I just really wish they would kiss and make up (not that there's anything wrong with that ), because I like both of them. But I think that because of what Greg has said about Lance, Lance may never be willing to forgive and forget. And I think that Greg is just convinced (even if there's no evidence) that Lance, and every other pro rider is a cheat, so he probably wouldn't be willing to let it go either. It's really too bad, because, as you said, they are both legends.

In watching that recent interview with Greg, they were talking about that TT where he beat Hinault for the overall GC win. They said he averaged something like 34mph. That's just friggin sick! Can you imagine how fast he could have gone with today's technology?! On level ground, I could probably hold 34mph for about 2 pedal strokes.

On the other subject, I think communication is fine, but only to a point. I don't like the computer assisted stuff either. Maybe if they allowed the comms, but didn't allow computers in the cars, I would be more interesting. Or go back to the old days, and no team cars at all. Only neutral service vehicles with doctors, bikes, parts, and bottles/food, etc.
post #57 of 304
Thread Starter 
Quote:
Originally Posted by newfydog
My first thought each time is, what does Greg have to gain from what he is saying about Lance? The answer I come back to each time is, "Nothing."
Oh, I think it comes down to "My three (shoulda been six) count for more than those seven because they're all on dope and we didn't dope back in the '80s (: )... and I want everyone to know that I'm not just as good as that rock star...I was really better."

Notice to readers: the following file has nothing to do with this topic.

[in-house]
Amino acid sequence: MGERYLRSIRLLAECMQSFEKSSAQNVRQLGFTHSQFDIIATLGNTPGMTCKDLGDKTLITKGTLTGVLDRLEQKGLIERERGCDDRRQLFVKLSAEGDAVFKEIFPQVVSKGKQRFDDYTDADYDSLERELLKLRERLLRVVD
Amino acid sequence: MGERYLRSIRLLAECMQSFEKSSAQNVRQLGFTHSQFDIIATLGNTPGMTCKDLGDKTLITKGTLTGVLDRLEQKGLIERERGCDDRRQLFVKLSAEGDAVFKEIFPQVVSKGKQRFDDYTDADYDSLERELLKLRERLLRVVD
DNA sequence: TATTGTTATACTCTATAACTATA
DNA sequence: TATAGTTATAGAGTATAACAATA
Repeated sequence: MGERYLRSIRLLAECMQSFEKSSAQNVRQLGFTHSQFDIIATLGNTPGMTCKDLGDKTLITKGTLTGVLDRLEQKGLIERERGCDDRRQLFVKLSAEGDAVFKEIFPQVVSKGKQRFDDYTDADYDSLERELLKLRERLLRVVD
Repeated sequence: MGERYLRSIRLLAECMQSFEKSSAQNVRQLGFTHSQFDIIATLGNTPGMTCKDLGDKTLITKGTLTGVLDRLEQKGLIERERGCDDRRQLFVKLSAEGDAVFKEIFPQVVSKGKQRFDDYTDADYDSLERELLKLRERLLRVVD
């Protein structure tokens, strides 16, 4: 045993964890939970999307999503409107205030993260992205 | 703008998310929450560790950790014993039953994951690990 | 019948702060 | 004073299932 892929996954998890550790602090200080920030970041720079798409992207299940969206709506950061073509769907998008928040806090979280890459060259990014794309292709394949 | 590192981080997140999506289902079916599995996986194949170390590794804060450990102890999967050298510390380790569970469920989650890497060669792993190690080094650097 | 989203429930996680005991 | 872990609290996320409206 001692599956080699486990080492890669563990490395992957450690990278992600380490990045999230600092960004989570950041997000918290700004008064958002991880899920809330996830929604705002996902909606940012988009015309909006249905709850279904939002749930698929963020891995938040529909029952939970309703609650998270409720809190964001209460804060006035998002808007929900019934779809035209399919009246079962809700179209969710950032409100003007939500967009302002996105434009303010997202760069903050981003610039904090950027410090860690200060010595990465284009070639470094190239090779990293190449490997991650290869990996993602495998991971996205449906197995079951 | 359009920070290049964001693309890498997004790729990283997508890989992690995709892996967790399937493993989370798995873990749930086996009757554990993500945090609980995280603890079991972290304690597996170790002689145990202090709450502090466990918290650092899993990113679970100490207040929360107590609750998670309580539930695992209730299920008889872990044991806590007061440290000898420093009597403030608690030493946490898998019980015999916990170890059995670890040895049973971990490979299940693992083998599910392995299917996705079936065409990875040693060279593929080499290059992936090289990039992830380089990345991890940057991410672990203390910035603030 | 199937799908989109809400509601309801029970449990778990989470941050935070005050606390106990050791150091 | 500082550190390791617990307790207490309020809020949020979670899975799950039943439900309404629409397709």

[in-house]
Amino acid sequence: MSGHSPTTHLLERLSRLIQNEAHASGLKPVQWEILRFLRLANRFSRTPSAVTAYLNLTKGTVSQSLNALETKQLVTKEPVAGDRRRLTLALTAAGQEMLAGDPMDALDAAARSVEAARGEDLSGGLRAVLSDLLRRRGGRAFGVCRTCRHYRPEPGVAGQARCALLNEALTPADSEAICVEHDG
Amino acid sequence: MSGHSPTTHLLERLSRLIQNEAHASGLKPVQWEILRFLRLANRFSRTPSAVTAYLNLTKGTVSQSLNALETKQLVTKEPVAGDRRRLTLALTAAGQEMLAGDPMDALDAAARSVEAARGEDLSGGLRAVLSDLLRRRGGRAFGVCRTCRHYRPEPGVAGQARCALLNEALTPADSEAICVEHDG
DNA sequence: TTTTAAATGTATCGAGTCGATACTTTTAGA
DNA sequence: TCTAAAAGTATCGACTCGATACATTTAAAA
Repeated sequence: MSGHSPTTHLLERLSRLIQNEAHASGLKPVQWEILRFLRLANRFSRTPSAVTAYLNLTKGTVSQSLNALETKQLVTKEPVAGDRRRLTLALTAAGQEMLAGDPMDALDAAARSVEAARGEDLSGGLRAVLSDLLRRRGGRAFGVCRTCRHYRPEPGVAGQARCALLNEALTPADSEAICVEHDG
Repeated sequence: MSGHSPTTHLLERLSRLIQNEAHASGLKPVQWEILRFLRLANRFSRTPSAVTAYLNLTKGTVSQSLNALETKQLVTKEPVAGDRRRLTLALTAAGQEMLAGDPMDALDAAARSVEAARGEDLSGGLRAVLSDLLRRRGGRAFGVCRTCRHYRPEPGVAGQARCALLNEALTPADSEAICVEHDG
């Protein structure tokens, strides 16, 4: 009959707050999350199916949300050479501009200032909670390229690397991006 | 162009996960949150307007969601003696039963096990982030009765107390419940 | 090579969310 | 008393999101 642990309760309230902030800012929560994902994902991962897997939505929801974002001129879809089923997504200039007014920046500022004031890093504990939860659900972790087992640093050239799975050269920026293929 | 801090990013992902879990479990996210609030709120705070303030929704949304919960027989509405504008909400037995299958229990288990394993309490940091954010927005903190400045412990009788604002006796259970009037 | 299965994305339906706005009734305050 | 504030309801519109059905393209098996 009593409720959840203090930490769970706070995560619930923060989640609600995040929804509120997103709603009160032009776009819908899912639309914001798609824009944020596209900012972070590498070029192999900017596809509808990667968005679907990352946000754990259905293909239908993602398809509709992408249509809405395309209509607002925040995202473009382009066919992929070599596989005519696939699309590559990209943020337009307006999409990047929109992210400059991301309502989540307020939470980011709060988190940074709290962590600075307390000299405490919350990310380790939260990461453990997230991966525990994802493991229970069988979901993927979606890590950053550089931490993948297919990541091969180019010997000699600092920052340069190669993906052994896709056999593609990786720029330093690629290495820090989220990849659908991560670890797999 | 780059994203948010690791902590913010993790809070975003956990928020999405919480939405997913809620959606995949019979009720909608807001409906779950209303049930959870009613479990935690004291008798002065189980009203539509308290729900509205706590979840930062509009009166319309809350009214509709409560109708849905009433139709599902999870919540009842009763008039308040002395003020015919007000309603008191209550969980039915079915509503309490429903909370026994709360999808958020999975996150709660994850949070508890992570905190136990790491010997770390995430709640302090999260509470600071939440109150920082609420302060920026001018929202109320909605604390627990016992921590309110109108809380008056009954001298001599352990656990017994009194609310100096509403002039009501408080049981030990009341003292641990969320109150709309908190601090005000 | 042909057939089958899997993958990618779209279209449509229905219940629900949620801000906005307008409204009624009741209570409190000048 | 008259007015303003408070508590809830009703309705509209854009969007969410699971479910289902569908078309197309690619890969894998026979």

Of course, he doesn't gain that at all...but that's separate from what motivates him.

What do you think motivates his sniping? He wants to clean up Dodge City?

It's sour grapes and poor impulse control, as far as I can tell. And honestly, holding that view of Greg has been painful. I adored him when he was racing...truly.
post #58 of 304
With all the sh*t Lance has had to go through in the last X number of years, can you really blame him for looking out for himself first? I'm sure a lot of us would be significantly worse if we were put in that situation. Not a day goes by when he's not attacked by some media outlet or jealous loser.
post #59 of 304
Thread Starter 
Now if you were to ask me what Frankie Andrieu has to gain by what he's now on record as 'confirming' about Lance, other than his wife not making him sleep on the sofa, I have no bloody idea. He has a lot to lose, professionally and not a thing to gain.
post #60 of 304

You gotcher climbers and yer sprinters and yer primadonnas

And then there's the big fella.

Quote:
Originally Posted by Wear The Fox Hat
BACKSTEDT Magnus:SWE
That is one name I would really not like to see on the Spanish list.